And risk is only scary when you are afraid of loss. The vast potential for loss is part of every action, so I can't really get my head around the idea of risk. I think about the risks my grandfather took when he participated in the Hungarian Revolution (he hoped for a better Hungary), the risk he and his family took sneaking across the border to Austria after the uprising failed (they hoped for a better life). What have I risked in comparison by writing, by creating a writer's life? My mother would probably say a lot. My mother would probably say that I've also suffered a lot of loss as a result. But she also told me that suffering and loss are a part of life, the price I pay for hope. So I pay it in the same spirit as paying a highway toll. And I drive on through, and I continue to hope.
Once place has entered a poem (or served as a catalyst for a poem), I try very hard to understand its relationship to whatever issue it is that I'm grappling with, and that guides me in my choices of what details to include. There's a great literary journal out of the Geography Department at the University of Arizona. It's called you are here: the journal of creative geography. At the back of each issue, they list all the places that are mentioned in the pages, and they also give the latitudinal and longitudinal coordinates for each place. They really get it.
I think it's new because, in my mind, I don't write about love. I write about attraction, interaction, choice, and commitment (or lack thereof). I'm fascinated by the physicality of interaction, from body language at first encounters to sex. I'm not so much interested in the actual people as I am in the space between the two people, where all the interaction takes place, where things can go drastically wrong or just a little bit wrong. Something always goes a little bit wrong. And then people choose. They choose to continue or not. They choose to love or not. Maybe this is not a very romantic view of love, but I think it is. That I choose to love my husband every morning is much more romantic than the idea that I can't help myself.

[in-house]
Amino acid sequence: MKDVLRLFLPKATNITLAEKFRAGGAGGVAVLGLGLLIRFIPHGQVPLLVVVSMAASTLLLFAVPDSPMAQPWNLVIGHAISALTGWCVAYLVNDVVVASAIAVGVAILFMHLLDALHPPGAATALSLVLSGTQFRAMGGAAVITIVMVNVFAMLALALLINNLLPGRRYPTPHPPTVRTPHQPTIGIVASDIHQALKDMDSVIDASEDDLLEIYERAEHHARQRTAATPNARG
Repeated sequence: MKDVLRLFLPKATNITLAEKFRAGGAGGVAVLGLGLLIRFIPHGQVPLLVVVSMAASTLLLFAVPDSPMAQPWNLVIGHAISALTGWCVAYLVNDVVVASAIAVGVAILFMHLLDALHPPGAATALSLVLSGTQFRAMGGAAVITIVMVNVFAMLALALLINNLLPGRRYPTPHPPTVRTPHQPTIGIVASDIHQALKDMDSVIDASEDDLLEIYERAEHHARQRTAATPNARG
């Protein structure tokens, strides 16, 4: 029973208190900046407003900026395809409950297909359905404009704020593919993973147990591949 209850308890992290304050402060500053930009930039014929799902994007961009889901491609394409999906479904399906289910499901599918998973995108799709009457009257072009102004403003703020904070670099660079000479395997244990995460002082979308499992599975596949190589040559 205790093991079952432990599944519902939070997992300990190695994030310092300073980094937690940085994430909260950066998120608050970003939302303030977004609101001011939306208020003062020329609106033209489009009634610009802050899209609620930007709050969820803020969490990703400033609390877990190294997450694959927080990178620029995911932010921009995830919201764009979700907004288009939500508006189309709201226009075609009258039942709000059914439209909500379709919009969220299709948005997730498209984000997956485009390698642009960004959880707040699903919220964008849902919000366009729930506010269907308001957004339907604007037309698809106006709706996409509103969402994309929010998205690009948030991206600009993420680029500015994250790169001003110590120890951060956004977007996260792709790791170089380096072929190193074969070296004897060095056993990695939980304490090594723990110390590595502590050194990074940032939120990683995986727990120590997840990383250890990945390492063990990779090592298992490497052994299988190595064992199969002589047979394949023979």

You're right on. Sexton's Love Poems is a big influence. "I burn the way money burns." Wow. But really, no other conscious models. Maybe Ovid's Heroides, which I may have been reading when I wrote the sequence. The impetus for the series was my boyfriend (at the time) leaving for some work in London. I thought it would be a cool project to document how the space between us changed day to day, so I decided to write a poem every day that he was gone. That was so boring. A total failure at first. Then, when I was thinking about giving up the project, I met the man who became my husband. So the project became really interesting again. The space between me and my (at the time) boyfriend became chaotic and fractured. That's not to say that the series is completely autobiographical, but it is based on truth.
I believe Goldbarth is the greatest living American poet. Reading Popular Culture was a wake-up call for me - I didn't know poetry could DO that - and I spent many many months trying to write like him. I went to Wichita to study with him. His vast knowledge, his humor, the veracity of his speakers, his unapologetic discursiveness - all of it, all of it - amazing. Jeanine Hathaway and Kelly Cherry, both of whom I've studied with, have also been quieter, less chaotic, influences. Their work slows me down, asks much of me as a reader, focuses on the single gesture. They're a great counter to Goldbarth's influence.